Basic Lies about Job-Hunting Young Graduates Believe in

23/03/2013 09:36

As soon as you become a member of job-hunters’ community, you may hear a lot of advice and ‘absolute truths’ that should determine your job search. Looking at these vaguely repeated opinions from different angle, you may be actually surprised how false they can be. Here are 5 most common lies about job-hunting young graduates can come across.

 

A Good Degree (from Prestigious University) Will Secure me a Job

Some companies like Google or Microsoft surely aim to recruit top class students with the best merit (and from the Ivy League universities). At the same time grades or the degree itself are not the only criteria even at these enterprises. They will also measure your attitude, motivation and mainly team and cultural fit. Degree itself will never as they say ‘open you doors to job market’. It can surely widen your options, but if there is no true purpose behind the degree and adhered knowledge and capabilities are not essential for the offered job, employers will not perceive the clear match between you and the vacancy. Degree will not secure you the job! And watch out – recruiters are very used to the ‘but I have a degree’ game and aim to screen out college graduates in particular.

Advice: Attitude is everything. Change your attitude about your degree – present only what is the real quality behind the degree and how this makes you the right candidate for the advertised role.

 

No Work Experience=No Job Opportunities

You hear this all the time: ‘Recent graduates cannot get any job after finishing their degrees because they are always asked for experience, which they cannot have…’ Articles pointing at this ‘bloody circle’ dominate all media. And guess what? They are not helpful, stop reading them! First of all, you should redefine what counts as work experience. Not only full or part time jobs should end up on your list of professional background. Any student extracurricular activities, any projects and researches you worked on count as well. If even after then your resume is blank, tough luck – you set up your priorities long time ago and you are now responsible for the results. Second, let’s speak about the job fit. It is not that employers fear the limited professional experience graduates can offer, but frequently graduates apply for positions which should not be in their scope at all.

Advice: Lack of entry openings for recent college grads is a pure fact. However, this is reality you have to work with. Be proactive and work on yourself during your studies. Recruiters will appreciate you have already some ‘work attitude’. Lack of this quality is actually the main reason for refraining from recruiting graduates.

 

Good References Will Secure me a Job

Let’s be honest – most of us got a lot of promises from our professors, people we networked with, met at that conference or seminar. But have you ever heard from them? Have they really helped you to get the job? Certainly, there might be lucky exceptions, but remember no one but you will really get you the job. Plus, reference check comes at the very end of the recruitment process. Before getting there, you will really need to amaze the future employer to the extent that they will like to hire you.

Advice: Good to have your references ready. But do not ever rely on anybody but yourself during your job hunt. Direct your job-hunting!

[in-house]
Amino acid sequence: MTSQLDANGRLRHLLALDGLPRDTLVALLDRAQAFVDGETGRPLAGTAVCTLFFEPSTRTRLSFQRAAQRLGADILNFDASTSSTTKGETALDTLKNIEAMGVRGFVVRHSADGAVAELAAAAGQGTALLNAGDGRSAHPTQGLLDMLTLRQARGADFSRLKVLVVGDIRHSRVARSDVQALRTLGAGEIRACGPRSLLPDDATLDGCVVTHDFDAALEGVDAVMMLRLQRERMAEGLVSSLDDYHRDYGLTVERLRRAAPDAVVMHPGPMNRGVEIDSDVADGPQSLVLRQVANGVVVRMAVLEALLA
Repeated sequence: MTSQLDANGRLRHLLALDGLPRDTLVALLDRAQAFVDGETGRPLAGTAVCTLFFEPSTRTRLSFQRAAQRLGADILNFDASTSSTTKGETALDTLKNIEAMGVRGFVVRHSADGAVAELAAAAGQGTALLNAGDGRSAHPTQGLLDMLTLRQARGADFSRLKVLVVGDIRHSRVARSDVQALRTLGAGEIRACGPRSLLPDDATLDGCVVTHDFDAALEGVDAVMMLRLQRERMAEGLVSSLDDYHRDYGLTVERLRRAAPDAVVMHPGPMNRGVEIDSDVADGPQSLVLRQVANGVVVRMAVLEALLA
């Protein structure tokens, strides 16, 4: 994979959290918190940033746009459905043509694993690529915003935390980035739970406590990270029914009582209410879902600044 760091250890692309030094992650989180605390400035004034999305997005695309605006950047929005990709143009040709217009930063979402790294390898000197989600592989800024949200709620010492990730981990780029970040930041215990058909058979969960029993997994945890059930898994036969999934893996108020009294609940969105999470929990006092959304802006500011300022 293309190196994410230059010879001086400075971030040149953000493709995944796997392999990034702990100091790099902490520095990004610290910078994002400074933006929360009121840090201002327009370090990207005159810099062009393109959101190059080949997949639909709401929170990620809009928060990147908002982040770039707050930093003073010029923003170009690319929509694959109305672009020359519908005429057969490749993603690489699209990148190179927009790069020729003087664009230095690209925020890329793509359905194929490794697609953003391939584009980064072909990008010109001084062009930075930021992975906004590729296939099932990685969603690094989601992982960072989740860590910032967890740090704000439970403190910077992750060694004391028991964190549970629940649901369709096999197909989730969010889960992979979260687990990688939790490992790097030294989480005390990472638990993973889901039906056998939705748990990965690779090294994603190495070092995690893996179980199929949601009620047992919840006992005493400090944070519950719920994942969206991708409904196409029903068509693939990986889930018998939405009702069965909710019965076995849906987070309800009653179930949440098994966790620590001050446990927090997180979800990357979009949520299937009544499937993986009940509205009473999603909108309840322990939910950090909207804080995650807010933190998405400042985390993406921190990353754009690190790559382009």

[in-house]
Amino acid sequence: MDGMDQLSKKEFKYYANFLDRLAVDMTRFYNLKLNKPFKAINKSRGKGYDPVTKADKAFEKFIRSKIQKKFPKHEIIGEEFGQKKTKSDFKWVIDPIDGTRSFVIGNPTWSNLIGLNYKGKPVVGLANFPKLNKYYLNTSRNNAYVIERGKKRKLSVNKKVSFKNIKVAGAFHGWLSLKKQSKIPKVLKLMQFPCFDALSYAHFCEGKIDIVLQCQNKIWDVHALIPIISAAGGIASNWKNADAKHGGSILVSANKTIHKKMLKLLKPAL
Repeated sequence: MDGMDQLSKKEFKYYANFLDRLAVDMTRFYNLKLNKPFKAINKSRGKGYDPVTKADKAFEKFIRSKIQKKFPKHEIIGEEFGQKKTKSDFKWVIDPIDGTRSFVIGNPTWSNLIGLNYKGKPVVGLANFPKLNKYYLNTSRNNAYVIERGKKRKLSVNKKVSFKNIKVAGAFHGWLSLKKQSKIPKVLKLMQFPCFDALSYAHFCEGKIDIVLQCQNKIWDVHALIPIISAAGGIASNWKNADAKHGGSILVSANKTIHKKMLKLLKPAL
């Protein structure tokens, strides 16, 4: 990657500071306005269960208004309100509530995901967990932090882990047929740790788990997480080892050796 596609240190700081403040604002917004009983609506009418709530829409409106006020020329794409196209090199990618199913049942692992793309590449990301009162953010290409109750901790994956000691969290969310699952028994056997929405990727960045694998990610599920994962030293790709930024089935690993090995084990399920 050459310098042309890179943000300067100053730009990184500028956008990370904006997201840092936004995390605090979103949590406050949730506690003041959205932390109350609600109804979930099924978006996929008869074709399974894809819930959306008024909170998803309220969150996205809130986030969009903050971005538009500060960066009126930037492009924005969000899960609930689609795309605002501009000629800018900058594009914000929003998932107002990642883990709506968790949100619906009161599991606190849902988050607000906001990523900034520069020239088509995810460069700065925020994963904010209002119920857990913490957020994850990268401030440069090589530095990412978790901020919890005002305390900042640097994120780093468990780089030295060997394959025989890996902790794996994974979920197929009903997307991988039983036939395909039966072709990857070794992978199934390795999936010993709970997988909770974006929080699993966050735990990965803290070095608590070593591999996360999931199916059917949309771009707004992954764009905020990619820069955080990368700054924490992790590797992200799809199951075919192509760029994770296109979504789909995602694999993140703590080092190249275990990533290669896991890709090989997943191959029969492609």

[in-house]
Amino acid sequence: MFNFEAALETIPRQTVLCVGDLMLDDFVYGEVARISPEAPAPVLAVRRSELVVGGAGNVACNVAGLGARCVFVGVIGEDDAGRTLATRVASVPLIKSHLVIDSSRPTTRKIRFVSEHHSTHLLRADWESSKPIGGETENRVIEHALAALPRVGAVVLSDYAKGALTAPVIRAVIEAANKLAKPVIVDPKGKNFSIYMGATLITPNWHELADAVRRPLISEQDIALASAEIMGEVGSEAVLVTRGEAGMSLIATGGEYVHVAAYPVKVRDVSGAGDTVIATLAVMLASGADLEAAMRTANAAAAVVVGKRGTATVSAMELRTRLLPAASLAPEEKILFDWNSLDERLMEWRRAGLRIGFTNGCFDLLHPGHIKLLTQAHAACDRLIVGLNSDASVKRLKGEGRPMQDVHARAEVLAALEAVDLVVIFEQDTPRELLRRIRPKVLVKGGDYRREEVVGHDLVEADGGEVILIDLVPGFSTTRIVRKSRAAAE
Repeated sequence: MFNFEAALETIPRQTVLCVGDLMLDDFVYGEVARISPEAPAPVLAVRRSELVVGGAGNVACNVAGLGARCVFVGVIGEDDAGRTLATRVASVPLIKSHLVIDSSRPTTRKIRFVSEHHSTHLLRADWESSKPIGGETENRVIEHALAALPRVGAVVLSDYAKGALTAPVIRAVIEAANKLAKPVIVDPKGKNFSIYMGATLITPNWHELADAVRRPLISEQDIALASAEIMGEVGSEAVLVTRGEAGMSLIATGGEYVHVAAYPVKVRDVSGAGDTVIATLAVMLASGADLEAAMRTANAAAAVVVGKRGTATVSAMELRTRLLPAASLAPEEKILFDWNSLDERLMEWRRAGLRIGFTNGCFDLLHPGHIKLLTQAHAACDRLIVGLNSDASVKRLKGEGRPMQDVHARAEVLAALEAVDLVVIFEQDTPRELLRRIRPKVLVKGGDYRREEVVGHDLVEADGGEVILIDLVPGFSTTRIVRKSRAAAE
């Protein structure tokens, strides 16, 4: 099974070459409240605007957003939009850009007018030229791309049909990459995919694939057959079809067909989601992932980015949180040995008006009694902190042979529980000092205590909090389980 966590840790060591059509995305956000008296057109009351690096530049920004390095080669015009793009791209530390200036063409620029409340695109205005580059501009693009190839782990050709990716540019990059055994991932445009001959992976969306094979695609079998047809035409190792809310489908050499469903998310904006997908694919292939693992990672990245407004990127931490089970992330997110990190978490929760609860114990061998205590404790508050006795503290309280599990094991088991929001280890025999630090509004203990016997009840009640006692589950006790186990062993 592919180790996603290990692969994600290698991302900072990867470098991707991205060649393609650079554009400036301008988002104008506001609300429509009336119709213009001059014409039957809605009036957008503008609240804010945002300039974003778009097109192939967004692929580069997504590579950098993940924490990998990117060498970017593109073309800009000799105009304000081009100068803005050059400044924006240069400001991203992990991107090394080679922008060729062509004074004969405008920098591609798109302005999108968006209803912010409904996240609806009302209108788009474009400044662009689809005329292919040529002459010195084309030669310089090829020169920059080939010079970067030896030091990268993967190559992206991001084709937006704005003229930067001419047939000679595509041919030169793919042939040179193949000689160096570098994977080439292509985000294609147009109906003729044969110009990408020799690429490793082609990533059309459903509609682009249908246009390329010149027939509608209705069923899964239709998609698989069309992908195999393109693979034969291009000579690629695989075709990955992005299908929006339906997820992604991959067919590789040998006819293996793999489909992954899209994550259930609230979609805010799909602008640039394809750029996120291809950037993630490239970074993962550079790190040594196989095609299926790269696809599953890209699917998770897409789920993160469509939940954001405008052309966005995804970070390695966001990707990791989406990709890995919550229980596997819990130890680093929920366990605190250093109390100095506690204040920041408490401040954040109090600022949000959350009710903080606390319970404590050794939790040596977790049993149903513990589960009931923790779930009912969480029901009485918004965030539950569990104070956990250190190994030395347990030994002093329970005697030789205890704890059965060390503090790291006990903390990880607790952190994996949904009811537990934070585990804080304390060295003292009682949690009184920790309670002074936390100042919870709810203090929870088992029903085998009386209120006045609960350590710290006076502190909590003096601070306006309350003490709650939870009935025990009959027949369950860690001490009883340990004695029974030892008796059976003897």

Networking Is the Key (and it Is Easy)

Networking, networking, networking! Everybody has to be part of some network, keep connections, widen their chances…But should this be the real purpose of networking? Of course not! Networking is much more complex process than the most of us think. It is a type of relationship which should be mutually beneficial – in other words both parts shall gain. Instead, we frequently waste valuable contacts (especially young people who have still very little experience from real world people interactions). In the end we are disappointed about the value of networking and give up. Don’t ever give up on networking, because if practiced properly, it can completely change your job hunt.

Advice: Network in the right way. People you network with will not create a job for you, just because you introduced yourself and threw the best smile you have. Try to develop the relationship with the person and find out what you have in common at first. Perhaps they can be interested in the recent research you have done in this and that, so you can easily get back to them and fill in the information gap they were desperate about. Be sure they will remember you!

 

Rejection Is Tragedy

When you are young, every single rejection may feel like you are dying. It is tragedy, total failure! But the unfortunate truth is that the more you are trying, the more opportunities you create and the more you are going to be rejected as well. You are not going to fit in every single position. Take it! And believe that very often, rejection is the best thing that can happen to you, especially if you are refused by an experienced professional. It can mean, you would suck at that job and probably not enjoyed doing it. So good for you! And by the way – ending up on the second place during candidates' assessment is not the worst thing that can happen to you; it is a great success!

Advice: When rejected, always ask yourself why this happened: Was it because of your bad performance at the interview and your inability to ‘sell’ yourself and therefore, this should be your main area for further improvements? Or was it that you were a wrong fit for the job and hence, you shall redefine your job search?

 

 

Do you think there are other absolute truths about job-hunting which may actually turn out to be total lies? Please, get back to me with your ideas, so that we can extend the discussion.

 

petachaloupkova@gmail.com

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